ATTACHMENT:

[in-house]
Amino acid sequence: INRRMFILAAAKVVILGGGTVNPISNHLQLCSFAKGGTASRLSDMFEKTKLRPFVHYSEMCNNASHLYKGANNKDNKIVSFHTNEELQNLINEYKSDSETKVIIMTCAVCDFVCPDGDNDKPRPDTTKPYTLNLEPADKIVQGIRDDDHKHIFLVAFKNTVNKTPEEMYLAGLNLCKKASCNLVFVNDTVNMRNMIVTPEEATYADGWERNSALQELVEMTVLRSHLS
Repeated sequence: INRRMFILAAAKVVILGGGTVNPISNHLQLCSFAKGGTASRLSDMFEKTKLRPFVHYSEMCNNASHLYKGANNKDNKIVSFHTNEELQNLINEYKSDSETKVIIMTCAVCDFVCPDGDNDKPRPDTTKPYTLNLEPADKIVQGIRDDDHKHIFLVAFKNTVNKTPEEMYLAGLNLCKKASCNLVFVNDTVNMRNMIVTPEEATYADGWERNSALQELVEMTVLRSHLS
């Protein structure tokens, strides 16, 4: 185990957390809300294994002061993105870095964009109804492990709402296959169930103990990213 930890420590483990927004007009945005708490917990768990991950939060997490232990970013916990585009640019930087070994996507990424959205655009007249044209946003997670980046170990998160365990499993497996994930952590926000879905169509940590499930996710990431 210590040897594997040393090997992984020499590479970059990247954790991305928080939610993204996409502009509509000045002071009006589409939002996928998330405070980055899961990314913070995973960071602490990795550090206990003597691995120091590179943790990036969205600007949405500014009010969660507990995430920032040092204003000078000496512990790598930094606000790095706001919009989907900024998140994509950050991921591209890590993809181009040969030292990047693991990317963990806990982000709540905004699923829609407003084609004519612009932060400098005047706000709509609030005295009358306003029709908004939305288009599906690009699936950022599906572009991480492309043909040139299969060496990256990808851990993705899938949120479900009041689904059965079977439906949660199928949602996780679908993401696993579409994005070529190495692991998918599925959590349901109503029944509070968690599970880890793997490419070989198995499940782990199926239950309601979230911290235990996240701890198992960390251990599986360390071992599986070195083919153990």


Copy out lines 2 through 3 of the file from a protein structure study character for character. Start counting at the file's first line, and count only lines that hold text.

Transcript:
Amino acid sequence: INRRMFILAAAKVVILGGGTVNPISNHLQLCSFAKGGTASRLSDMFEKTKLRPFVHYSEMCNNASHLYKGANNKDNKIVSFHTNEELQNLINEYKSDSETKVIIMTCAVCDFVCPDGDNDKPRPDTTKPYTLNLEPADKIVQGIRDDDHKHIFLVAFKNTVNKTPEEMYLAGLNLCKKASCNLVFVNDTVNMRNMIVTPEEATYADGWERNSALQELVEMTVLRSHLS
Repeated sequence: INRRMFILAAAKVVILGGGTVNPISNHLQLCSFAKGGTASRLSDMFEKTKLRPFVHYSEMCNNASHLYKGANNKDNKIVSFHTNEELQNLINEYKSDSETKVIIMTCAVCDFVCPDGDNDKPRPDTTKPYTLNLEPADKIVQGIRDDDHKHIFLVAFKNTVNKTPEEMYLAGLNLCKKASCNLVFVNDTVNMRNMIVTPEEATYADGWERNSALQELVEMTVLRSHLS